Asia’s strategic center of gravity, it seems, is shifting toward the Indian Ocean and the South China Sea. The shift matters, among other reasons, because it affects where and how strategic competition among nations plays out.

Not too long ago, Robert Kaplan predicted that Asia’s future would increasingly converge on the Indian Ocean and the surrounding territories, as it had hundreds of years ago. He’s not wrong. South Asia and Southeast Asia are becoming more important for everyone due to crucial sea lines of communication for trade, global energy flows, and as a basis for power projection.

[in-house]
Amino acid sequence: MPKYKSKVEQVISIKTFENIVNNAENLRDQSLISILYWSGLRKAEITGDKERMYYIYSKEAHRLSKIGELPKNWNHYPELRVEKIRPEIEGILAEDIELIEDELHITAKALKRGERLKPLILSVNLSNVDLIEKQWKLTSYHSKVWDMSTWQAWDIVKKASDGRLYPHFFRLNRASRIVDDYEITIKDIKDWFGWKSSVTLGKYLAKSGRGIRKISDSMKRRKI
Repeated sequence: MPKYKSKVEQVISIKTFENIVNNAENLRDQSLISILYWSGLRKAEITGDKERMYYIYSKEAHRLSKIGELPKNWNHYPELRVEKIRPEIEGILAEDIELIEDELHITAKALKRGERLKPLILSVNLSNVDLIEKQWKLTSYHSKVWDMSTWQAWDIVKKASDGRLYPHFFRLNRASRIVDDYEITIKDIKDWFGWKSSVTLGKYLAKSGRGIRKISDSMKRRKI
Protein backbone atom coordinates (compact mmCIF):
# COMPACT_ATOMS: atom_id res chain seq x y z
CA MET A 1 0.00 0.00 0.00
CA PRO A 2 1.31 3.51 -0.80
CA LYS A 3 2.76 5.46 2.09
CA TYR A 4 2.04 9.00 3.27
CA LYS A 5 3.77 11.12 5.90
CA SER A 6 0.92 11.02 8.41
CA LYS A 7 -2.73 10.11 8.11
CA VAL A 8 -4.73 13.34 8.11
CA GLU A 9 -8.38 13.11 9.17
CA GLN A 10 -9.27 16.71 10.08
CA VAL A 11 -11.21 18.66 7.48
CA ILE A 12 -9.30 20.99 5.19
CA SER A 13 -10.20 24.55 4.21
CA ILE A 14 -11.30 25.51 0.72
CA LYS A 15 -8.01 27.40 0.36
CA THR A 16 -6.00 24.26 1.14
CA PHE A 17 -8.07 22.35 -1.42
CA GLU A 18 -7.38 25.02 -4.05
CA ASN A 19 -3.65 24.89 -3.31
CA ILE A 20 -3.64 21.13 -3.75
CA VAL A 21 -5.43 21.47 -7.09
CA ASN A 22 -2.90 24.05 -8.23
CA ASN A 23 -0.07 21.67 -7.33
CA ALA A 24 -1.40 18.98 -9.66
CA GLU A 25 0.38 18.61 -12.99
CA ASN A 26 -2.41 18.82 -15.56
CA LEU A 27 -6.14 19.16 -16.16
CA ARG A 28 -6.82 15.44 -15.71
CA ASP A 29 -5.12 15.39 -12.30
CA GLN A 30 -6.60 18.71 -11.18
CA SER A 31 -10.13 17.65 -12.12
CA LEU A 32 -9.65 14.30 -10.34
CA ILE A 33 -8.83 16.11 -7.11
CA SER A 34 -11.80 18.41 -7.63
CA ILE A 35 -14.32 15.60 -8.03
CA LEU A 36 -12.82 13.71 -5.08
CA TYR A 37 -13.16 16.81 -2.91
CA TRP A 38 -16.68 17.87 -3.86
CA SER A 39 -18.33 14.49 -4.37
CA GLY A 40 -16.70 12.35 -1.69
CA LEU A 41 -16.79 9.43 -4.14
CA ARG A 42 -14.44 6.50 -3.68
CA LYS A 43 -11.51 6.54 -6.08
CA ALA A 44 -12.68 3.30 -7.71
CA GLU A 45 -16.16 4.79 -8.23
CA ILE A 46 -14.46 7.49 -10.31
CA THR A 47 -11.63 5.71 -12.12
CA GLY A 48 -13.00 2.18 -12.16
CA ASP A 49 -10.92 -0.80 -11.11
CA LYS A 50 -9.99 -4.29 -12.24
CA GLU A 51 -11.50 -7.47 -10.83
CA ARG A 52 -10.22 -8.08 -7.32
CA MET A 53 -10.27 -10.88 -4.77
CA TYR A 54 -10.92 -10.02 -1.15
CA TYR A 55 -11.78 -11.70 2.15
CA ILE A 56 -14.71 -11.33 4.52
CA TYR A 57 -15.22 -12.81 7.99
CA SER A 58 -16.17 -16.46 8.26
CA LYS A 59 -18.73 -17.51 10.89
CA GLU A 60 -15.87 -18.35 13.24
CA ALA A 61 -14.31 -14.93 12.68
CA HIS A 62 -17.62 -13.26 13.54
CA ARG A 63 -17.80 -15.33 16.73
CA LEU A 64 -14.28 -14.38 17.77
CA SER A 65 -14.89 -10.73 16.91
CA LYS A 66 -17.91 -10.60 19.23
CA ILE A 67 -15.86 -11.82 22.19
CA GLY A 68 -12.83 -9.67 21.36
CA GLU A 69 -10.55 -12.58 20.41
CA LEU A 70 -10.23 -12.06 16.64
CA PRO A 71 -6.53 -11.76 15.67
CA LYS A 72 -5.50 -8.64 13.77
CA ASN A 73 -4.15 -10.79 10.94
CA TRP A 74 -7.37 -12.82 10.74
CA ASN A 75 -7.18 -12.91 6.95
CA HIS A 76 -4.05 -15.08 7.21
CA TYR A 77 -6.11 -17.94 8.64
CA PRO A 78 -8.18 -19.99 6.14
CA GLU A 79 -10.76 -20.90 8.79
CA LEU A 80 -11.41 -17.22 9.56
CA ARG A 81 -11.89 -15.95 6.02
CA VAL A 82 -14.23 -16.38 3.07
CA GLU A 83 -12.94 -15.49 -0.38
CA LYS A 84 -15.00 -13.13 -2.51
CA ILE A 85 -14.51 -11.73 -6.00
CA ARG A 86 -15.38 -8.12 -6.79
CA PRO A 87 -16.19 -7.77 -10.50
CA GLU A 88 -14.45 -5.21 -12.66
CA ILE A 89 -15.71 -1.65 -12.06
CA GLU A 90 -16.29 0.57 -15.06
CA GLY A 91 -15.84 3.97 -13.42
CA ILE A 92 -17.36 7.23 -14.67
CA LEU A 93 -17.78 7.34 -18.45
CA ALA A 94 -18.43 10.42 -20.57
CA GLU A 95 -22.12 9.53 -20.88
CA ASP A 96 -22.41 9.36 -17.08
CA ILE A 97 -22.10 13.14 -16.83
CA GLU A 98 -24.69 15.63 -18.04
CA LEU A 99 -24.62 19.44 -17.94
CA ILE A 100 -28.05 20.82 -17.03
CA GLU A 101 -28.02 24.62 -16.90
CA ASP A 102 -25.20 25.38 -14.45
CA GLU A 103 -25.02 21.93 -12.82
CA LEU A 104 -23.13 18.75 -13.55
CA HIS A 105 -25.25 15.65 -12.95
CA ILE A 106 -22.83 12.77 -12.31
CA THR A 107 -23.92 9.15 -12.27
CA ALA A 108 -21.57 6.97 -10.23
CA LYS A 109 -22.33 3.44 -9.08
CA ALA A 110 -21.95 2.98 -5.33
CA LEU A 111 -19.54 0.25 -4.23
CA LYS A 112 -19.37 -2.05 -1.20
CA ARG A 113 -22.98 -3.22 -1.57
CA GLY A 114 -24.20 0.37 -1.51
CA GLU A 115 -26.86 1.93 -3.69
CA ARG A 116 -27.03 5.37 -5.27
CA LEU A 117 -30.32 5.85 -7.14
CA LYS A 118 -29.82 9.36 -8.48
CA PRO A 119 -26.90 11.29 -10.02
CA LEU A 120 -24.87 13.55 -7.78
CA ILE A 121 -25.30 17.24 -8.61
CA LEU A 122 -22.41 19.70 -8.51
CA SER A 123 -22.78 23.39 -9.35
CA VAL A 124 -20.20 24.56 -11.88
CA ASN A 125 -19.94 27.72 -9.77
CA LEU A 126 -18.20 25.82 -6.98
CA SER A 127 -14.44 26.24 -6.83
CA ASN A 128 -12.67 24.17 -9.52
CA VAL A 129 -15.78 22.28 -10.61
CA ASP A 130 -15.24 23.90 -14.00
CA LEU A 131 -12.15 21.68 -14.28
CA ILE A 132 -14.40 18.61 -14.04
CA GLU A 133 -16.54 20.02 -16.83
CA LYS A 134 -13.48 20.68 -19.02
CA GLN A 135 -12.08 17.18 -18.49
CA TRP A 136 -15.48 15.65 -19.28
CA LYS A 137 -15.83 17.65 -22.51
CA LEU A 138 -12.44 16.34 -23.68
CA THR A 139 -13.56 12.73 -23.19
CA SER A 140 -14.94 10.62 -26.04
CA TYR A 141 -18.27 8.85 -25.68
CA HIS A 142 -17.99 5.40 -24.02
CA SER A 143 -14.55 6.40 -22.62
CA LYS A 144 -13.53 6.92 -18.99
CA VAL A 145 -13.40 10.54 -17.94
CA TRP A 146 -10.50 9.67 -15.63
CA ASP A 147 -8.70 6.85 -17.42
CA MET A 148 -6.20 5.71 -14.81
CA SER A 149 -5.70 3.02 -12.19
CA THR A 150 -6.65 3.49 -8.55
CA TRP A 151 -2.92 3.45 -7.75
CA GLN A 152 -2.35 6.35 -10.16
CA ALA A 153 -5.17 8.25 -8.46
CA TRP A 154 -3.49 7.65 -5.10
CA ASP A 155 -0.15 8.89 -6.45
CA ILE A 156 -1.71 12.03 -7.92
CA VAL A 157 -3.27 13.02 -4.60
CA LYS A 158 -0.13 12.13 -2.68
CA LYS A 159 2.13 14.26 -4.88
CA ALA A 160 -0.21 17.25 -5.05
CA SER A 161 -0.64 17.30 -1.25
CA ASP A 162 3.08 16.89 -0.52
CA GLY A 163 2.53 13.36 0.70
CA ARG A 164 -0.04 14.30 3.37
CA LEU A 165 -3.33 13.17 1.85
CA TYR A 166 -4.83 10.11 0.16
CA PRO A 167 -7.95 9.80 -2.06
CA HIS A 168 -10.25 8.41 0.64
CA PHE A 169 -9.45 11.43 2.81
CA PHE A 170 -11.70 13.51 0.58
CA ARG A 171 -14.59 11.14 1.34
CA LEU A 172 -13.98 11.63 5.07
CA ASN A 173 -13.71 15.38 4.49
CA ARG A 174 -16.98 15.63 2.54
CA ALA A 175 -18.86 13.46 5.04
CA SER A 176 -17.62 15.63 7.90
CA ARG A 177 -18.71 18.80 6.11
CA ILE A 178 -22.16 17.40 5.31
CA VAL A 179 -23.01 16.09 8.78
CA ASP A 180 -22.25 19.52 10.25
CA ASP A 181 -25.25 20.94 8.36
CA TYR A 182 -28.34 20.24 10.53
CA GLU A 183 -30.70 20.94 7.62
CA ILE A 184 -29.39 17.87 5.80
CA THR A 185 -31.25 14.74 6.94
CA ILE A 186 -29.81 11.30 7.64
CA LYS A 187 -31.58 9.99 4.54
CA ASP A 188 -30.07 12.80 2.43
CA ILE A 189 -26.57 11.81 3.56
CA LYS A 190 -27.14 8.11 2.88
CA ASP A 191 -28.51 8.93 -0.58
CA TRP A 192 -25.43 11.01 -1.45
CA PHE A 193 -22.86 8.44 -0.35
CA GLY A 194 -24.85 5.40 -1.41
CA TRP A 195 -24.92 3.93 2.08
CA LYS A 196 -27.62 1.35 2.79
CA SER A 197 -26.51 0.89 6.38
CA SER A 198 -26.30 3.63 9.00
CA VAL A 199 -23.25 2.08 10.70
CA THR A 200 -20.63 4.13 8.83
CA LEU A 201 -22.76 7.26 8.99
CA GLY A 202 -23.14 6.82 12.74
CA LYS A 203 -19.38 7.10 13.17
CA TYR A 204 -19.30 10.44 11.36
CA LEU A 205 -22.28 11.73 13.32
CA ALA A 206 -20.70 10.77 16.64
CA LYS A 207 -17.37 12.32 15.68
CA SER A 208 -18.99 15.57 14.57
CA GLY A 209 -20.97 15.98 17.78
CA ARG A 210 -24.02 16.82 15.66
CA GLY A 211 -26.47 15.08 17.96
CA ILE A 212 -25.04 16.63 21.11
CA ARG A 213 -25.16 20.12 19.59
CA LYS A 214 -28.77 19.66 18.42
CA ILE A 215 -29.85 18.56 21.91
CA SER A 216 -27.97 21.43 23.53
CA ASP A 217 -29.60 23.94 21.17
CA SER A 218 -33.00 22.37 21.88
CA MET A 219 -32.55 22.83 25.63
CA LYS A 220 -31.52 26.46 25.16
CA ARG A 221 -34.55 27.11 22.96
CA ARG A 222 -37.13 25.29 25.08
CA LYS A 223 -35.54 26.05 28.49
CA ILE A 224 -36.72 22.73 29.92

The U.S. Navy and Air Force now routinely refer to Asia not as the “Asia-Pacific,” but as the inappropriately wordy “Indo-Asia-Pacific” (which thankfully has not fully caught on inside the Pentagon). Friends from the defense community in Australia have been nudging the United States toward the moniker “Indo-Pacific” region for years. Through various cooperative military exercises with local militaries, Japan is extending its naval reach for the first time in the 21st century to the South China Sea and Indian Ocean. And after millennia of geographic separation, China and India are contesting one another’s spheres of influence. India not only looks east, but is increasingly acting in that direction, while China is shifting its strategic initiatives south and west, competing with India for local access, presence, and resources.